Beira- First Sketches
Well I promised a horse but for my next piece I wanted to go with the squarer format again since I feel on a bit of a roll with that composition shape. The horse is hopefully coming in my "final" piece as I see that very definitely as a longer "landscape" sized work and I say "final" piece very loosely, as for the purpose of the exhibition I will have 8 large scale pieces ready in time and then hope to add more on this theme over time weaving in some of our broader Celtic and Norse heritage too. It has certainly given me a passion for reading more about our Scottish Myths, Legends and Fairy Tales.
Beira is the Scottish Goddess of Winter and is said to be the mother Goddess or Goddess of Everything.
Beira is most often depicted as hag or crone and she has immense power over the elements, predicting the weather, raising storms and casting rainfall. It is not surprising that she is revered and feared by the farm folk who would fashion a corn doll in her likeness to protect their crops from her wrath.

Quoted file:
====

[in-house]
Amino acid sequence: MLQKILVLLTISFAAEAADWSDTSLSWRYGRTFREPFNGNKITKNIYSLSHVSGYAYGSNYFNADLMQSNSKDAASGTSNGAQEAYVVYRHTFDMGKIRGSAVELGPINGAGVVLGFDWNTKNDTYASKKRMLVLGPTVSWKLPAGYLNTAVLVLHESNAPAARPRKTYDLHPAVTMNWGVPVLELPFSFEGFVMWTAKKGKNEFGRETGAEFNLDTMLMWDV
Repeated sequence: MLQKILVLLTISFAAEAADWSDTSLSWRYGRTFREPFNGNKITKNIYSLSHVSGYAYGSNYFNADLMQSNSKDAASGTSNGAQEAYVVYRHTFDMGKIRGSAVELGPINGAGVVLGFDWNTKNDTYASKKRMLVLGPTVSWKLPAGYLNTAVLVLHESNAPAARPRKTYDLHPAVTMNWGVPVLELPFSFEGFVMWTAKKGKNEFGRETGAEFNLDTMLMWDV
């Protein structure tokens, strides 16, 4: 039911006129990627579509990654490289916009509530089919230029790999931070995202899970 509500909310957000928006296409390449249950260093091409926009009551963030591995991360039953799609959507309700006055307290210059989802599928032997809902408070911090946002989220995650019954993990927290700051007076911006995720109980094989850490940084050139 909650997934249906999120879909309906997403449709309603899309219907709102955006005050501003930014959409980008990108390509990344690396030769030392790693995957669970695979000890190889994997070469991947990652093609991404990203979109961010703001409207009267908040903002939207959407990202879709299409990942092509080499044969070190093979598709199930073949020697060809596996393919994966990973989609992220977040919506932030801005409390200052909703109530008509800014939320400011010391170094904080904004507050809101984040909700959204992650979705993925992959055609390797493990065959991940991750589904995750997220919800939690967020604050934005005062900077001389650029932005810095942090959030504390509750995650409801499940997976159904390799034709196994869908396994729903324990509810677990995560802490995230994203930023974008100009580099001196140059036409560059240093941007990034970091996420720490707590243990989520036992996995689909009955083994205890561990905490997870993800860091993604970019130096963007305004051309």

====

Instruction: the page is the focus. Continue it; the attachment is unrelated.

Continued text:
Beira was said to have carved the mountains with her enchanted hammer in her form as a giantess. Her time of year is Autumn to Spring where around the Autumn Equinox she was said to wake from her slumber and gradually pull in the dark and the cold. In giant human form she would tread through the mountains and with her feet and her staff she could turn the ground hard with frost and ice. In the form of a stag (her totem animal) she would ride the forests whisking the leaves from the trees.
Part of the legend refers to Beiras seven cycles of youth and I thought this would be an interesting aspect to represent as its less commonly told.
Beira is said to have lived through seven cycles of mortal youth before becoming the great "hag". In each cycle she takes a new husband, who she is with until his death and together they populate the lands. When her own life cycles end in the mortal world she is transformed into the all powerful deity who has control over the land, the elements and its people.
I decided to show the young and mortal Beira in a state of "becoming". The season is her waking in Autumn "becoming" winter and the animals shown are young deer "becoming" the future stag which is her symbol of strength. I have a few more ideas to add in regards to her symbolism but here are the first pencil sketches.